Andrews no baby now when it comes to Super Bowl

BLOOMINGTON, Minn. – David Andrews has said no a couple of times in his life, and it’s paid off for him in a big way.

First, when he was a 10-year-old growing up in Johns Creek, Ga.,, he said no to his baby sitter. He wanted to stay up and watch the Super Bowl, and this particular one, Super Bowl XXXVI, was really close. This guy named Brady was leading the Patriots to a possible upset over the Greatest Show on Turf, the St. Louis Rams.

And it was time for bed, he was told.

“That’s one of the first few Super Bowls I kind of remember as a kid growing up,” Andrews, who is now snapping the ball to Brady full time as the Patriots starting center for the second straight Super Bowl season. “Just seeing that, ‘Who’s this Tom Brady guy’? It just kind of snowballed from there. I think I had a babysitter that first Super Bowl he was in.”

Where were his parents?

“I think they were at a party that I couldn’t go to,” Andrews said. “That year, the baby sitter was like ‘You’re going to bed.’ And I was, ‘I’m going to watch this game.'”

The other time he said no? That came when he was not drafted out of the University of Georgia three years ago. He could have decided it wasn’t worth it to try to hook on with a team and fight the odds of an undrafted free agent. But that wasn’t in his mind at all, and he signed with the Patriots right after the draft, on May 2, 2015.

“The whole draft system is kind of a process,” Andrews said. “That’s kind of how it goes. There’s a lot of guys undrafted. I remember seeing stats, all the undrafted guys who have played in Super Bowls. That’s just part of it. Guys just fall into the opportunities, and you’ve got to make the most of it, and I was fortunate to do that. We’ve had a lot of guys on this football team that have done the same thing. There’s a lot of good football players out there.”

And Andrews has become one of them. He was opportunistic his rookie season, taking advantage of injuries to the other two centers, Bryan Stork and Ryan Wendell. And basically, he’s held it ever since, as neither are no longer with the team. But the 6-3, 295-pound Andrews sure is, playing in his second Super Bowl.

“It’s a huge honor to get to play in a game like this,” Andrews said. “Just to be able to be a part of it is unreal. When you get a little time in the off-season, relax a little bit, is when you can kind of appreciate it.”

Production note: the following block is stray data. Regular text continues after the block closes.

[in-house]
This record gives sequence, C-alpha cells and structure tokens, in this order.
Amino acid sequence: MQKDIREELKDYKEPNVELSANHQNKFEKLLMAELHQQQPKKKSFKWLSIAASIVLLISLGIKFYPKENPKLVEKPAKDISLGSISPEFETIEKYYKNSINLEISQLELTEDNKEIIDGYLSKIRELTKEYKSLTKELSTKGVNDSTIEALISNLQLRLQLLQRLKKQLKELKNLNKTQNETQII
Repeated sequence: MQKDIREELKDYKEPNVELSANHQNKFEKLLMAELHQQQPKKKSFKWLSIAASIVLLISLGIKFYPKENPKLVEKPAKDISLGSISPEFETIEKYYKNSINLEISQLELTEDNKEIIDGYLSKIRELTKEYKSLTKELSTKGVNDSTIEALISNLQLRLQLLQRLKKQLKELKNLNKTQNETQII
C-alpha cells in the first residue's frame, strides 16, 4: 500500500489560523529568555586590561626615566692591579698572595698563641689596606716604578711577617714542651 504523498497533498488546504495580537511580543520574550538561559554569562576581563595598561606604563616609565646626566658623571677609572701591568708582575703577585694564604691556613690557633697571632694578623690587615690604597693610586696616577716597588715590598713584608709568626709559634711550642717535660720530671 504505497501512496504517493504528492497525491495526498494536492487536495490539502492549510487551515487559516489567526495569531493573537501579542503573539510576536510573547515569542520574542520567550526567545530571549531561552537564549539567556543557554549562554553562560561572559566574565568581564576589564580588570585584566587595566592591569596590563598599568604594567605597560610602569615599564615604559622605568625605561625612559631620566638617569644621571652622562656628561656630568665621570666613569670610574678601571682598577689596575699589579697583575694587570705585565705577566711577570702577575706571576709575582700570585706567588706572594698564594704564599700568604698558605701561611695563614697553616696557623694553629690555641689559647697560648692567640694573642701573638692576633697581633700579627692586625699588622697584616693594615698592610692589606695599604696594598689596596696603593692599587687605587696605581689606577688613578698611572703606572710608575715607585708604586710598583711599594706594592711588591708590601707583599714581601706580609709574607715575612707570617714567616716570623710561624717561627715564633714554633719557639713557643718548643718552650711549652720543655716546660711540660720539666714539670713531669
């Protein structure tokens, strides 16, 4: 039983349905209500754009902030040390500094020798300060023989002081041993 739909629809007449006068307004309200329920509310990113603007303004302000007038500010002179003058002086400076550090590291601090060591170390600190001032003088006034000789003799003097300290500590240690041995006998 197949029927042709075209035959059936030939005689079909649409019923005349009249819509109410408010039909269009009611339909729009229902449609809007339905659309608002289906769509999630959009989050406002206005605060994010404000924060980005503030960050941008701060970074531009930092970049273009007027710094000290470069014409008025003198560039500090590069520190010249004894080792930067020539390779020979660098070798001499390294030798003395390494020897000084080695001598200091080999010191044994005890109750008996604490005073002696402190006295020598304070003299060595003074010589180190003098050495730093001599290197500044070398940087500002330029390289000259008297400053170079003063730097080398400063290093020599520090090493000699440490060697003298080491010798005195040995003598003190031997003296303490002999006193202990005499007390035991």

But he harkens back to his first few days as a rookie, when he first met the player he most closely works with on the team.

As a rookie you come in early, we were kind of working out on our own. Then it’s time for the veterans to come in, and we were in the hallway or something, and he came walking out, and there he was. “And hey David, I’m Tom Brady. This guy knows an undrafted rookie’s name. That was a huge impression, something I’ll always remember.

“He remembers what it was like being in our shoes. Just a normal guy playing football. Done it for a long guy, and done it really well.”

Andrews has had a good relationship with Brady, going over blitzes, snap counts, etc.

“Tom’s been awesome to work with,” he said. “Kind of crazy seeing how young I was when he started doing this, and kind of crazy to get the opportunity to work with a guy like that now. But he’s a heck of a competitor, he’s fun to work with, He gets the best out of people, and it’s been a great working relationship and grown into a friendship, too, so it’s been good.”

Andrews – his legal name is James David, named after his grandfather and father — has embraced the hard work culture around the franchise, especially the one for an offensive lineman.

“The message is clear, and communicated,” Andrews said. “You know what’s expected, and how it’s expected to get done. … Practice is never easy, they try to make it as hard as they can for us. And that does show up. It shows the commitment they have, and how we push each other.

“You know at the time it sucks,and it’s not fun, but you’re going to reach down someday and need that moment. That’s just part of the conditioning. That’s never really, really fun, but it makes Sundays a lot better.”

Andrews says the Super Bowl is an experience best handled when it’s taken like a regular game.

“It’s just everything now is on a bigger scale,” he said. “You just kind of handle that and move forward.”

Andrews will have to handle Philadelphia defensive lineman Fletcher Cox on Sunday, and he says he’s ready for the job.

“Fletcher’s a great player, big, strong, fast, all those attributes,” he said. “He causes a lot of disruption. And he’s got the stats to back it up. Or he’ll have (a play) where he blows up somebody and somebody else is making the tackle. He’s a heckuva player, been doing it for a long time, it’ll be a big challenge for us.”

While Cox has some speed, Andrews sees strength.

“He’s definitely a power guy. He’s playing with a lot of speed, and he’s inside. Those guys are more power.

“It’s just a challenge to prepare for. Guys are good at doing that each week, our guys do a good job of that, being prepared each week. It’s just something you have to deal with.”

Andrews has been dealing with the physical nature of football since he was in the first grade, he said. Since he took incurred his first hit. And he was hooked.

“I think it was the first time I put pads on, did a drill, an older person hit me,” Andrews said. “And I was like, ‘Wow, this is tough.’ “But then you start to love it. It’s a violent game, you know what you sign up for, but I think it’s the best game on earth. Teaches you so much about life and yourself, team. It’s the greatest game on earth to me.”

One he said yes to, and is glad he did.